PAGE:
When you're married, it's not just your own needs you're considering when planning for retirement. You also need to think about what your spouse wants out of his or her golden years. But what happens when you and your spouse have a sizable age gap to contend with? You might land in a scenario where one of you is ready to retire and the other could easily spend another half-decade or more in the workforce. And it's hardly an uncommon set of circumstances -- nearly 20% of U.S. married couples have at least a six-year age gap between them, according to the Census Bureau. If you're one of them, here are a few retirement-planning tips that might help.
1. Align on Social Security
When you're married, you have different options to play with on the Social Security front, and your decisions will likely hinge on how much you need that money and whether you and your spouse are each entitled to your own set of benefits. If, for example, you worked but your spouse didn't, he or she can still collect spousal benefits based on your work record -- but those benefits won't kick in until you file for your own benefits. That's not necessarily a bad thing, though, if you're the older spouse.
At the same time, if you and your spouse both worked, you can stagger your respective benefit claims so that you're growing one set of benefits for a higher payout. Whenever you delay Social Security past full retirement age (which is 66, 67, or somewhere in between, depending on your year of birth), you boost your benefits by 8% a year up until you turn 70.
So let's say you're 66 and your spouse is 60. You could file for benefits today and collect them in full, but if you want your spouse to be able to retire before his or her full retirement age, which is 66 and 10 months, you might decide that you'll hold off on filing for four more years and snag your maximum benefit. Then, if your spouse decides to retire at 64, he or she will take a hit on Social Security if he or she files for benefits immediately, since he or she won't have reached full retirement age. But, the 32% boost to your benefits might offset that reduction, thereby enabling you to retire just four years apart.
This is just one example of how you might work Social Security to your advantage. The key is to strategize with your spouse and see how those benefits might help you bridge that age gap for retirement purposes.
2. Be strategic about Medicare
Medicare eligibility kicks in at age 65, and if you're without health coverage at that point, it absolutely pays to sign up -- especially since enrolling late could cause your Part B premiums to go up. Remember, though Medicare Part A, which covers hospital care, is free for most enrollees, Part B, which covers doctor visits and diagnostics, costs money.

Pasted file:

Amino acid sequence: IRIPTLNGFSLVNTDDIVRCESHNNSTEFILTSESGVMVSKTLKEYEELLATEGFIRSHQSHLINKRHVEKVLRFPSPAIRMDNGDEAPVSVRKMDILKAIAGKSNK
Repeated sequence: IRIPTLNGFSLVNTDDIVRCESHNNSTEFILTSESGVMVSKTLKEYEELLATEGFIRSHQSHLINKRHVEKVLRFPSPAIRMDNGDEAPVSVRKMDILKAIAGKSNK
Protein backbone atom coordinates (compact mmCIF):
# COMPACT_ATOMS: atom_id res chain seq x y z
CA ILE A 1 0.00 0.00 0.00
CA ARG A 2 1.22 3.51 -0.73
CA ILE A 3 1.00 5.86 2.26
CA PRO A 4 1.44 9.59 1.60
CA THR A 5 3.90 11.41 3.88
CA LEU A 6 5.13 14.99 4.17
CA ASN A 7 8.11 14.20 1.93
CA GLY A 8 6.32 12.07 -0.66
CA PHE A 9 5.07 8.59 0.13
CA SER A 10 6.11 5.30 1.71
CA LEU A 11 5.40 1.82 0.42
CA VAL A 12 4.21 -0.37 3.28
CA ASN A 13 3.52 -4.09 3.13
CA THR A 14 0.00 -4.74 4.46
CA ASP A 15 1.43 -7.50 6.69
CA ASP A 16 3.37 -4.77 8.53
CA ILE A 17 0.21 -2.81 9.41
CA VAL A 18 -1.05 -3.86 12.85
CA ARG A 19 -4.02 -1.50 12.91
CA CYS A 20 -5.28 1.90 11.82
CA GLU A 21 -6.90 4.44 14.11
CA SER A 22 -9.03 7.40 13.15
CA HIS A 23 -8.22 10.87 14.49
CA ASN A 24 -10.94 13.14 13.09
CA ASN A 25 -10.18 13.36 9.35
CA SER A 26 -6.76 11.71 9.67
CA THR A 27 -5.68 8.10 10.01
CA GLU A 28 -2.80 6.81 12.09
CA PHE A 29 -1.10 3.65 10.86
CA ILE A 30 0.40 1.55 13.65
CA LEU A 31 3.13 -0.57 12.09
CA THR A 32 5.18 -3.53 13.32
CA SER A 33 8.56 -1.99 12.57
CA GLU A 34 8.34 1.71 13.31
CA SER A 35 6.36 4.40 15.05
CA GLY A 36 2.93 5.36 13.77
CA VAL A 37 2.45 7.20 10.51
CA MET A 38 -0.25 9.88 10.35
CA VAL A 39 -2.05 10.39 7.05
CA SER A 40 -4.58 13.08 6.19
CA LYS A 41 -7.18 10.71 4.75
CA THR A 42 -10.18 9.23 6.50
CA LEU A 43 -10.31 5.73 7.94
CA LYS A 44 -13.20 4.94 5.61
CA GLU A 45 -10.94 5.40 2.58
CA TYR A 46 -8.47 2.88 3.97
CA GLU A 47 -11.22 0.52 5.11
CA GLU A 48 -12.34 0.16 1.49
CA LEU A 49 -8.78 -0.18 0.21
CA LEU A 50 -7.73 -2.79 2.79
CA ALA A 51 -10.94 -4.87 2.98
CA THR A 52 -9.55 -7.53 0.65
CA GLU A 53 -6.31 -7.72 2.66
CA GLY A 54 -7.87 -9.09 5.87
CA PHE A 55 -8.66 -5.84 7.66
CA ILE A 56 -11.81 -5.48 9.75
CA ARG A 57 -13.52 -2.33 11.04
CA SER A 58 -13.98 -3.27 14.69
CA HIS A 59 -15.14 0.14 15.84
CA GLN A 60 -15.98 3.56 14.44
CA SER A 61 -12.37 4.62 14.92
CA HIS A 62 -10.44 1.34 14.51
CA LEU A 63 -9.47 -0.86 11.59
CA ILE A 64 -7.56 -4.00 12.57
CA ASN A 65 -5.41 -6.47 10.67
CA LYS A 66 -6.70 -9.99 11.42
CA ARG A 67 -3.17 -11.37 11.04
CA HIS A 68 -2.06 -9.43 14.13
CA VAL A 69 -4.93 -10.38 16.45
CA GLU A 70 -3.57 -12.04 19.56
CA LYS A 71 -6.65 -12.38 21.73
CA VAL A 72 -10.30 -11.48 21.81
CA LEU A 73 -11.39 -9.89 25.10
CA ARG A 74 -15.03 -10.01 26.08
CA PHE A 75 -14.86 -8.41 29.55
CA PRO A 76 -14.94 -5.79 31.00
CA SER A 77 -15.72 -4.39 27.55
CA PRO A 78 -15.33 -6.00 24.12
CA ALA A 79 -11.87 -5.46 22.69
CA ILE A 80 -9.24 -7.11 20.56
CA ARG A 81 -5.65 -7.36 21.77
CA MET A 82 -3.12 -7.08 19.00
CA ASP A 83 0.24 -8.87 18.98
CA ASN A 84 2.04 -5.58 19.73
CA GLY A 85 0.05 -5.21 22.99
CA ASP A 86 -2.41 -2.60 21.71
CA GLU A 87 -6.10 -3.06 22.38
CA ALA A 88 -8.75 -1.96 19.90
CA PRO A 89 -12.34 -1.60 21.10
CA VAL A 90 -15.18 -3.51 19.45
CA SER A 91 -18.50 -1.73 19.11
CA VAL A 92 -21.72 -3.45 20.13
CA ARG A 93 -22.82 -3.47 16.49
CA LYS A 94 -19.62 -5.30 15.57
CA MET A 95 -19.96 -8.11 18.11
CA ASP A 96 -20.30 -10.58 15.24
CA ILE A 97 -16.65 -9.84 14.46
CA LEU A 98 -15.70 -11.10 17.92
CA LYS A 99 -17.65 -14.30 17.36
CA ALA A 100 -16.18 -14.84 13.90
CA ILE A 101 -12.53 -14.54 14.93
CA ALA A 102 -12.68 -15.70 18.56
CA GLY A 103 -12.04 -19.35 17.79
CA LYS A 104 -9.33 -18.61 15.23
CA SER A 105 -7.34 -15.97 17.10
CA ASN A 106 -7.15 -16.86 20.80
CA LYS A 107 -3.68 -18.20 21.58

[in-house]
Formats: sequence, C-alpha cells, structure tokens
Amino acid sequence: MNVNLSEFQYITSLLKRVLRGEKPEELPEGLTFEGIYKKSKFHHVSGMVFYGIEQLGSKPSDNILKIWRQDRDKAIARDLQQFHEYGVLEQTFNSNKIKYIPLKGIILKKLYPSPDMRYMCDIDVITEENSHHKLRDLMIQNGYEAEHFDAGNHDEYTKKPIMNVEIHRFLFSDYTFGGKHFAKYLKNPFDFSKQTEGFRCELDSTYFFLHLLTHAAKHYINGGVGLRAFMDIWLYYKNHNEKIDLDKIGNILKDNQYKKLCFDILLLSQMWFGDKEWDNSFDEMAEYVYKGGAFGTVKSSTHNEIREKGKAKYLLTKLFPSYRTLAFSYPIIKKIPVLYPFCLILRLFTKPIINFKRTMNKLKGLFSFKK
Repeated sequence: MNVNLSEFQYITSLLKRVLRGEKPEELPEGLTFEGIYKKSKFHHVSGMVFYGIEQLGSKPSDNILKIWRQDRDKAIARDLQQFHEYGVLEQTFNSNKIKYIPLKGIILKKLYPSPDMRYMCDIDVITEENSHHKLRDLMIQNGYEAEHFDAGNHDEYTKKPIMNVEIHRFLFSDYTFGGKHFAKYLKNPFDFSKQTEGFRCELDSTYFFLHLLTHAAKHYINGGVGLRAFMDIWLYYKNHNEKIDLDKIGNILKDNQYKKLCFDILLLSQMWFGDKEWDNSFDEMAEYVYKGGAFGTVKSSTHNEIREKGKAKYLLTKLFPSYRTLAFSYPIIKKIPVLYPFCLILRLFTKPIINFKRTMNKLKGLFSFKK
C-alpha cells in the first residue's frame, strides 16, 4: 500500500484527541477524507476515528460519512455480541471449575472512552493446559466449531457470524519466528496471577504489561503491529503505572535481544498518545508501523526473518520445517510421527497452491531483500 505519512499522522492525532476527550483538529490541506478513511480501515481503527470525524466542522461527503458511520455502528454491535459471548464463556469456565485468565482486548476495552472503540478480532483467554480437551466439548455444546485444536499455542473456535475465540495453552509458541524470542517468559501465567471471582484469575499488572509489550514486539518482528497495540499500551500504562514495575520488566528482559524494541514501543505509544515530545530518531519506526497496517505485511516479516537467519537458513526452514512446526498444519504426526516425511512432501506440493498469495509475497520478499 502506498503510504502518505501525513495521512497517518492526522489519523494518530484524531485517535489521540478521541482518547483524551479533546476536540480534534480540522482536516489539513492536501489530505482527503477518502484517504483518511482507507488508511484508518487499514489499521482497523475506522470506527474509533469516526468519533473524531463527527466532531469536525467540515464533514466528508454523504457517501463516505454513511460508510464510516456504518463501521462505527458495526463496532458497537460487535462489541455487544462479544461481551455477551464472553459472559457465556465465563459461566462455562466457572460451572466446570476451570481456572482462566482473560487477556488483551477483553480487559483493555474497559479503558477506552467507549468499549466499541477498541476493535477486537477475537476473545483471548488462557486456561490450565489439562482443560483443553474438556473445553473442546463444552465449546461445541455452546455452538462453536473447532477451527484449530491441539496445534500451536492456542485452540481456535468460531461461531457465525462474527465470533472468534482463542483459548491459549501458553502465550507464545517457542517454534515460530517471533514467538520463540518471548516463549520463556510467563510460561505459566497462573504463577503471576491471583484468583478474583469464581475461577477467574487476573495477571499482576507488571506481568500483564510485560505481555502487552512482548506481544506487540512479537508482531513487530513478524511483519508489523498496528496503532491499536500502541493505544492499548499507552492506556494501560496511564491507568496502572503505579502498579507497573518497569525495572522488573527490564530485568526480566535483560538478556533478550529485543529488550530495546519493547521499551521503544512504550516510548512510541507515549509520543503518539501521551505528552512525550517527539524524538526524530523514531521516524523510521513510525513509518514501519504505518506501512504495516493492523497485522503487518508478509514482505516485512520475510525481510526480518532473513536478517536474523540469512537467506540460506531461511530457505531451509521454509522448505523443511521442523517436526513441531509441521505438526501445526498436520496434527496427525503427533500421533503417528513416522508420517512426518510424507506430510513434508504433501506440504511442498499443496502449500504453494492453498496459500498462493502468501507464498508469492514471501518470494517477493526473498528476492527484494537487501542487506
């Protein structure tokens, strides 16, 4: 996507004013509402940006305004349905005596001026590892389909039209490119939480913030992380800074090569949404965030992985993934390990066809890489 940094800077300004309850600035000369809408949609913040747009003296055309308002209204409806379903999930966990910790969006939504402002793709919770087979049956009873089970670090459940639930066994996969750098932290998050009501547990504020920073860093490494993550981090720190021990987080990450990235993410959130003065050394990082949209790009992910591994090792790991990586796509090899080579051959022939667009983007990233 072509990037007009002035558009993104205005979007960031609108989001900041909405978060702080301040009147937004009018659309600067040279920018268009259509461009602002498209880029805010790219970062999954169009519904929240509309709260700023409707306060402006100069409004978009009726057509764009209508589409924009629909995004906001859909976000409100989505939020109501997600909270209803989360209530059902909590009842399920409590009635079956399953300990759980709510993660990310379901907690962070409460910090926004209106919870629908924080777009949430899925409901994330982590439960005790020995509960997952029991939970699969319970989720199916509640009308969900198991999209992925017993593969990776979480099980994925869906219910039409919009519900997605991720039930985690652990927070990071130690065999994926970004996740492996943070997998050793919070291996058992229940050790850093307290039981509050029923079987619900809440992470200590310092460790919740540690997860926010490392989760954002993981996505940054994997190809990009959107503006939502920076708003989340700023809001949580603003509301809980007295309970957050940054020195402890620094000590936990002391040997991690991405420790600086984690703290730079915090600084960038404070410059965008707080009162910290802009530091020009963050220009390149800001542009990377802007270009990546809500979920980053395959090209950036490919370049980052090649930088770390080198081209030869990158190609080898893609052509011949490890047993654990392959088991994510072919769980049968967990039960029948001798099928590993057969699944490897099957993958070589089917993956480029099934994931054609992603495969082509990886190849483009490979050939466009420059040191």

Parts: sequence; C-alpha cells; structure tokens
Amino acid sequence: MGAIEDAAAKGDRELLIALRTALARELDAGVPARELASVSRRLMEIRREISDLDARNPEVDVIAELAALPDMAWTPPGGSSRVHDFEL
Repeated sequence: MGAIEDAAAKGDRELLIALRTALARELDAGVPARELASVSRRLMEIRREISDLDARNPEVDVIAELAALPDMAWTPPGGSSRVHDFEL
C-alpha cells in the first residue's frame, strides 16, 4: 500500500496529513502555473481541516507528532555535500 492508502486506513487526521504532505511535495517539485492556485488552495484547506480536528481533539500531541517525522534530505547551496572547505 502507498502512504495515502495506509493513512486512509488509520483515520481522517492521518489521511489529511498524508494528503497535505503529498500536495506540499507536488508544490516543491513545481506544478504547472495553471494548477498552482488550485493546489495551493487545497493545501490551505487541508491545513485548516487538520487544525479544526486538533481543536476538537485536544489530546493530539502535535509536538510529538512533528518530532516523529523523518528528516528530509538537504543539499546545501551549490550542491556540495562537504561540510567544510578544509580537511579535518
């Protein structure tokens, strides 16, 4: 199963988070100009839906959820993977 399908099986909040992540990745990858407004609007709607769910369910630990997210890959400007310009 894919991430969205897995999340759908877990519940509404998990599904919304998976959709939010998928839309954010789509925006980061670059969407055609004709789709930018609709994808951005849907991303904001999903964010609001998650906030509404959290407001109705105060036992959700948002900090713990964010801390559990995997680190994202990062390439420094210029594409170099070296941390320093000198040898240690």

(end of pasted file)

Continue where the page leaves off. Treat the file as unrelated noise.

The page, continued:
On the other hand, if you're the older spouse and decide to retire at 65, you don't necessarily need to sign up for Medicare right away. If your younger spouse is still working and has access to a group health plan through his or her job that you're entitled to participate in, you can hold off on enrolling in Medicare and you won't have to worry about a Part B penalty.
Why would you choose your spouse's health plan over Medicare? For one thing, it might cost you less if its premiums are heavily subsidized. Additionally, that group plan might offer a wider scope of coverage, thereby lowering your out-of-pocket costs as a participant.
Keep in mind, however, that because Medicare Part A is free, it generally makes sense to enroll once you're eligible. If you have a group health plan, Part A will act as your secondary insurance so that if there's something your primary plan won't cover, you can try running your claim through Medicare.
3. Seek some company if you're retiring first
When you're significantly older than your spouse, you might be driven to retire many years before he or she is ready. And while there's nothing wrong with that, before you go that route, make sure you'll have other people around for social purposes so that you're not bored and lonely during the day while your spouse is at the office.
Retirees are 40% more likely to suffer from depression than folks who work, and that often stems from feelings of restlessness and isolation. If you don't have friends or colleagues who are retiring when you will, you might consider holding off a bit, or seeing if your employer might approve a phased retirement where you decrease your working hours year over year rather than go from full-time to nothing at all.
A large age gap between you and your spouse can pose some problems on the retirement-planning front, but it doesn't have to. Just keep it in mind as you navigate your options and devise a plan that serves both of your needs.